By Matt Harris, Co-Founder of Dyspatch

Marketing experts have long been predicting an explosion in interactive email but it took until 2017 for them to really start to take off — thanks, in large part, to younger generations. Last year, young adults spent hours every day engaging with interactive content on their phones alone. And these customers weren’t just looking — research shows simply adding a video to a marketing email can boost click through rates by as much as 300%.

But when we talk about interactive email, we’re primarily talking about B2C marketing. Ecommerce and retail companies have been experimenting with everything from simple product demos in GIF form to full-on, emailable microsites that include a variety of interactive elements — product slideshows and carousels, fully functional shopping carts, embedded forms for ‘rate your experience’ surveys, and more.

But what about B2B marketers? Is it possible to leverage interactive emails to engage business customers? Granted, an embedded cat video or a dancing elf GIF will hold little appeal for a business audience, but depending on your product or service, there are still interactive options that may work for you.

Below are a few ideas to get you started.

Menus: Allowing your users to navigate your email through a menu, much as they navigate your website, provides more engagement opportunities and can significantly improve your click through rate. Test both hamburger menus and tab menus across the header, to see which performs better with your customers.

Accordioned Content: Scrolling through long emails is a pain, especially on a mobile device, and customers lose patience quickly. With accordioned content, only section headings are displayed until one is clicked, which causes the associated content to expand like, well, like an accordion. Giving your users the ability to view only the content that interests them can increase engagement and improve click through.

Sliders: Retail marketers often have multiple product options, each visually unique, to feature in a slideshow, but for B2B companies selling software or services, a slideshow in an email doesn’t seem particularly feasible or even useful. But that’s a shortsighted way to think. Some marketers are already seeing success with embedding abbreviated versions of demo or sales decks within their nurture emails.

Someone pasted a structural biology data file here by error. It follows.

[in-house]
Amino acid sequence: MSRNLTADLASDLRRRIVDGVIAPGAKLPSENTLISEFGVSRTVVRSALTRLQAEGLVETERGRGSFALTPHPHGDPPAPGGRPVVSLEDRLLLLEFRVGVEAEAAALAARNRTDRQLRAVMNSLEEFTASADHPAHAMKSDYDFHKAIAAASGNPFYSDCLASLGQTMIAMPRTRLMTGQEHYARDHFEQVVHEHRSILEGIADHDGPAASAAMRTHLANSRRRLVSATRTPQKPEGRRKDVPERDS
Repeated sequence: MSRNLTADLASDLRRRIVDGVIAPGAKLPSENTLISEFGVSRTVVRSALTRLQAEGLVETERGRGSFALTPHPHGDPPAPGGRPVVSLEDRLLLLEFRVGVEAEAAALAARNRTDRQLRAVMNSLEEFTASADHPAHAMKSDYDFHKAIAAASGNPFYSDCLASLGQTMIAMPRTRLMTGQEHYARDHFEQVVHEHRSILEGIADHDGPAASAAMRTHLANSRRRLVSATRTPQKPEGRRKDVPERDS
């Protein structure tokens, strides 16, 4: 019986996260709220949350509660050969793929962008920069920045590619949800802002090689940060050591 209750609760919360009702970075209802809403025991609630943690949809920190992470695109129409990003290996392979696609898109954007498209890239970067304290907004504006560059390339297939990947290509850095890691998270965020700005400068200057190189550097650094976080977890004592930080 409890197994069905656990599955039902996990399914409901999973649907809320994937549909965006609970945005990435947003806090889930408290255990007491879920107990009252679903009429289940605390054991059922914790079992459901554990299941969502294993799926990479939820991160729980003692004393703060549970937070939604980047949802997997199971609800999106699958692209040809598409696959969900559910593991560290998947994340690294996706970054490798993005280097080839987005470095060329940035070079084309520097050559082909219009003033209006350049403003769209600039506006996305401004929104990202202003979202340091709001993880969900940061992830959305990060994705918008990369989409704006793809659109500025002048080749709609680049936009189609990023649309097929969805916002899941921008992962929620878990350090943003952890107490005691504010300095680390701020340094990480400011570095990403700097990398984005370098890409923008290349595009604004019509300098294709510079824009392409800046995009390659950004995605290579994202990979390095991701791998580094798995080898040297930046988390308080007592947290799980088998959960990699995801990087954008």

Graphs: Animated graphs can be an eye-catching way of presenting data, anything from performance metrics to product or feature comparisons. A visual representation can often have more impact than providing the information in plain text.

Integrated Forms: Embedding a fillable form within an email removes the extra layer of friction caused by requiring the user to click to gain access. The result is dramatically improved response rates. B2B use cases can include email preference centers, surveys, demo requests, feedback forms, even gated content downloads, i.e. white papers, reports, ebooks, etc.  

Video: No, not cat videos. But embedding a short video introducing yourself, your product/service, or your company can sometimes engage a business customer in a way text often won’t. You could even embed a short video of a product demo.

GIFs: A GIF is far easier and more cost effective to produce than a video and the smaller file size means faster loading. Use GIFs for product demos, short UI tutorials, or even to simply add a subtle, visual surprise. Just remember to keep it professional and don’t overdo it — in other words, no dancing elves.

Remember that not all email clients or devices support all interactive elements equally. For example, if an email client doesn’t support the animation in a GIF, the first frame will display as a static image.

But just because your company is B2B doesn’t mean you can’t ride the interactive email wave along with everyone else. Just be sure, as with subject lines or personalization, that you continuously test and retest interactive elements to make sure they’re working for both your business and, most importantly, your customers.

 

An edited version of this article originally appeared on Chief Marketer